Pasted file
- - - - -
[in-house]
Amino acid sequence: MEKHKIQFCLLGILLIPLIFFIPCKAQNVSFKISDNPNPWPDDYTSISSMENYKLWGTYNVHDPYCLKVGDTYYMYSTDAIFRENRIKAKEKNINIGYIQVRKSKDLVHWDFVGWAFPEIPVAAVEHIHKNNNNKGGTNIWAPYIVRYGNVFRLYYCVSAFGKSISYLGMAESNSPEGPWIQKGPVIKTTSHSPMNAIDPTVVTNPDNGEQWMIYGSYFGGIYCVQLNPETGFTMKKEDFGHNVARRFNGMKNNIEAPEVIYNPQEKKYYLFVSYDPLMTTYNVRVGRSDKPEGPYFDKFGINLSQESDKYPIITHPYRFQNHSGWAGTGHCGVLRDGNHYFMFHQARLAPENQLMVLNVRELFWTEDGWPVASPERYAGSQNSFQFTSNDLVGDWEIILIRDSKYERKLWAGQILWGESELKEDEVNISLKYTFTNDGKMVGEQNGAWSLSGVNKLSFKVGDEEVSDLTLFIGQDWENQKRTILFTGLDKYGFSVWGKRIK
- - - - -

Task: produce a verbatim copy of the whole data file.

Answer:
[in-house]
Amino acid sequence: MEKHKIQFCLLGILLIPLIFFIPCKAQNVSFKISDNPNPWPDDYTSISSMENYKLWGTYNVHDPYCLKVGDTYYMYSTDAIFRENRIKAKEKNINIGYIQVRKSKDLVHWDFVGWAFPEIPVAAVEHIHKNNNNKGGTNIWAPYIVRYGNVFRLYYCVSAFGKSISYLGMAESNSPEGPWIQKGPVIKTTSHSPMNAIDPTVVTNPDNGEQWMIYGSYFGGIYCVQLNPETGFTMKKEDFGHNVARRFNGMKNNIEAPEVIYNPQEKKYYLFVSYDPLMTTYNVRVGRSDKPEGPYFDKFGINLSQESDKYPIITHPYRFQNHSGWAGTGHCGVLRDGNHYFMFHQARLAPENQLMVLNVRELFWTEDGWPVASPERYAGSQNSFQFTSNDLVGDWEIILIRDSKYERKLWAGQILWGESELKEDEVNISLKYTFTNDGKMVGEQNGAWSLSGVNKLSFKVGDEEVSDLTLFIGQDWENQKRTILFTGLDKYGFSVWGKRIK